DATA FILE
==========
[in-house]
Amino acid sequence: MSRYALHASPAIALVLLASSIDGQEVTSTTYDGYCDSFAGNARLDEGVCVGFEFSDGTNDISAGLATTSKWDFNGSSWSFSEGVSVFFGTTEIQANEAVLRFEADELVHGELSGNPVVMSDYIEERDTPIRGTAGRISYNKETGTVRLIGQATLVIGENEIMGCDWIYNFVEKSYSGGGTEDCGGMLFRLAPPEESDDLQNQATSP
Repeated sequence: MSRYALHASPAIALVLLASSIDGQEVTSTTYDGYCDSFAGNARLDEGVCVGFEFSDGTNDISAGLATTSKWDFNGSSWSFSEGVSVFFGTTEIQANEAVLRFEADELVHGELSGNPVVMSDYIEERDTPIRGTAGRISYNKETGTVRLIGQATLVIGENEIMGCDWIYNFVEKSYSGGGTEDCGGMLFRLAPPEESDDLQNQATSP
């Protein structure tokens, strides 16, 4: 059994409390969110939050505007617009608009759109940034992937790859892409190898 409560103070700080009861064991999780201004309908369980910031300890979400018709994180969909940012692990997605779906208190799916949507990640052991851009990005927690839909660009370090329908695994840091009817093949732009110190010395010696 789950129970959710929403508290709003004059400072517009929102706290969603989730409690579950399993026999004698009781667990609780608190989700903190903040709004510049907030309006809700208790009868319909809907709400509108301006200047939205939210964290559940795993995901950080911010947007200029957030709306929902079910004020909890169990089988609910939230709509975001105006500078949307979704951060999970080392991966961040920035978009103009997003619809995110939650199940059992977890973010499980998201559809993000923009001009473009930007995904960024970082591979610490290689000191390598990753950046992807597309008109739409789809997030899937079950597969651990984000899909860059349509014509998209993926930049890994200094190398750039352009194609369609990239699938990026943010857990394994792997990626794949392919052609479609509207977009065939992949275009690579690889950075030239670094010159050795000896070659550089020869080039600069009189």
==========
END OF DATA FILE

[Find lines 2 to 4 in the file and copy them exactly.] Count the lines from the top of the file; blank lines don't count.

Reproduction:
Amino acid sequence: MSRYALHASPAIALVLLASSIDGQEVTSTTYDGYCDSFAGNARLDEGVCVGFEFSDGTNDISAGLATTSKWDFNGSSWSFSEGVSVFFGTTEIQANEAVLRFEADELVHGELSGNPVVMSDYIEERDTPIRGTAGRISYNKETGTVRLIGQATLVIGENEIMGCDWIYNFVEKSYSGGGTEDCGGMLFRLAPPEESDDLQNQATSP
Repeated sequence: MSRYALHASPAIALVLLASSIDGQEVTSTTYDGYCDSFAGNARLDEGVCVGFEFSDGTNDISAGLATTSKWDFNGSSWSFSEGVSVFFGTTEIQANEAVLRFEADELVHGELSGNPVVMSDYIEERDTPIRGTAGRISYNKETGTVRLIGQATLVIGENEIMGCDWIYNFVEKSYSGGGTEDCGGMLFRLAPPEESDDLQNQATSP
């Protein structure tokens, strides 16, 4: 059994409390969110939050505007617009608009759109940034992937790859892409190898 409560103070700080009861064991999780201004309908369980910031300890979400018709994180969909940012692990997605779906208190799916949507990640052991851009990005927690839909660009370090329908695994840091009817093949732009110190010395010696 789950129970959710929403508290709003004059400072517009929102706290969603989730409690579950399993026999004698009781667990609780608190989700903190903040709004510049907030309006809700208790009868319909809907709400509108301006200047939205939210964290559940795993995901950080911010947007200029957030709306929902079910004020909890169990089988609910939230709509975001105006500078949307979704951060999970080392991966961040920035978009103009997003619809995110939650199940059992977890973010499980998201559809993000923009001009473009930007995904960024970082591979610490290689000191390598990753950046992807597309008109739409789809997030899937079950597969651990984000899909860059349509014509998209993926930049890994200094190398750039352009194609369609990239699938990026943010857990394994792997990626794949392919052609479609509207977009065939992949275009690579690889950075030239670094010159050795000896070659550089020869080039600069009189």